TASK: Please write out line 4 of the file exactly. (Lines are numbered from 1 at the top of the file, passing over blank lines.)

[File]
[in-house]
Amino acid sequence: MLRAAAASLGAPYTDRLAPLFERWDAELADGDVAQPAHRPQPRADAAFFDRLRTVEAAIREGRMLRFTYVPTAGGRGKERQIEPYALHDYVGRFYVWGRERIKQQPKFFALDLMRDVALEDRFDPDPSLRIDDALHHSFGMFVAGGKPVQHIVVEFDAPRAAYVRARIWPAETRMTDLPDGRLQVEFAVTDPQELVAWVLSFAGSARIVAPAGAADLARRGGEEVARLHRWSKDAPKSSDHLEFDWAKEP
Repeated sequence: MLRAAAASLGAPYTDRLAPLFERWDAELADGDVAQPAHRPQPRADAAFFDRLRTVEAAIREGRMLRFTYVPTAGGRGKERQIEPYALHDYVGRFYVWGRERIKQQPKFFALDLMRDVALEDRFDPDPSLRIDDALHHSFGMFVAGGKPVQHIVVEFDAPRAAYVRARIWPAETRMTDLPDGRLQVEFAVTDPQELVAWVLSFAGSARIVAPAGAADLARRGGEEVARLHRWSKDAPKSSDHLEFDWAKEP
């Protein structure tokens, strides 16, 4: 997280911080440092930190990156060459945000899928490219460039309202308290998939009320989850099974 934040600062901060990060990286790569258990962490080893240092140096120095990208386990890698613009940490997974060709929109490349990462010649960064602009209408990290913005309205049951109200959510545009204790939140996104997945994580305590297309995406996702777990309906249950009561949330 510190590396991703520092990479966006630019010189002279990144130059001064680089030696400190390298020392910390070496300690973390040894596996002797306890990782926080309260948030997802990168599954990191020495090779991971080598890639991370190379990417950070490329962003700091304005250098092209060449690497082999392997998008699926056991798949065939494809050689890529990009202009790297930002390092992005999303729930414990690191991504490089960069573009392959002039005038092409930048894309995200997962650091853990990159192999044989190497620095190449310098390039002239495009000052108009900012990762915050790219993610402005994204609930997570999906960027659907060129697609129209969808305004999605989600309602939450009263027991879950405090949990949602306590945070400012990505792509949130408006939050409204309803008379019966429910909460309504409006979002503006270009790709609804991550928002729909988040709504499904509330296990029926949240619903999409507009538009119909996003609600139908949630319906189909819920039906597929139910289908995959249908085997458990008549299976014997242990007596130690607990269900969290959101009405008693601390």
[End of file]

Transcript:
């Protein structure tokens, strides 16, 4: 997280911080440092930190990156060459945000899928490219460039309202308290998939009320989850099974 934040600062901060990060990286790569258990962490080893240092140096120095990208386990890698613009940490997974060709929109490349990462010649960064602009209408990290913005309205049951109200959510545009204790939140996104997945994580305590297309995406996702777990309906249950009561949330 510190590396991703520092990479966006630019010189002279990144130059001064680089030696400190390298020392910390070496300690973390040894596996002797306890990782926080309260948030997802990168599954990191020495090779991971080598890639991370190379990417950070490329962003700091304005250098092209060449690497082999392997998008699926056991798949065939494809050689890529990009202009790297930002390092992005999303729930414990690191991504490089960069573009392959002039005038092409930048894309995200997962650091853990990159192999044989190497620095190449310098390039002239495009000052108009900012990762915050790219993610402005994204609930997570999906960027659907060129697609129209969808305004999605989600309602939450009263027991879950405090949990949602306590945070400012990505792509949130408006939050409204309803008379019966429910909460309504409006979002503006270009790709609804991550928002729909988040709504499904509330296990029926949240619903999409507009538009119909996003609600139908949630319906189909819920039906597929139910289908995959249908085997458990008549299976014997242990007596130690607990269900969290959101009405008693601390």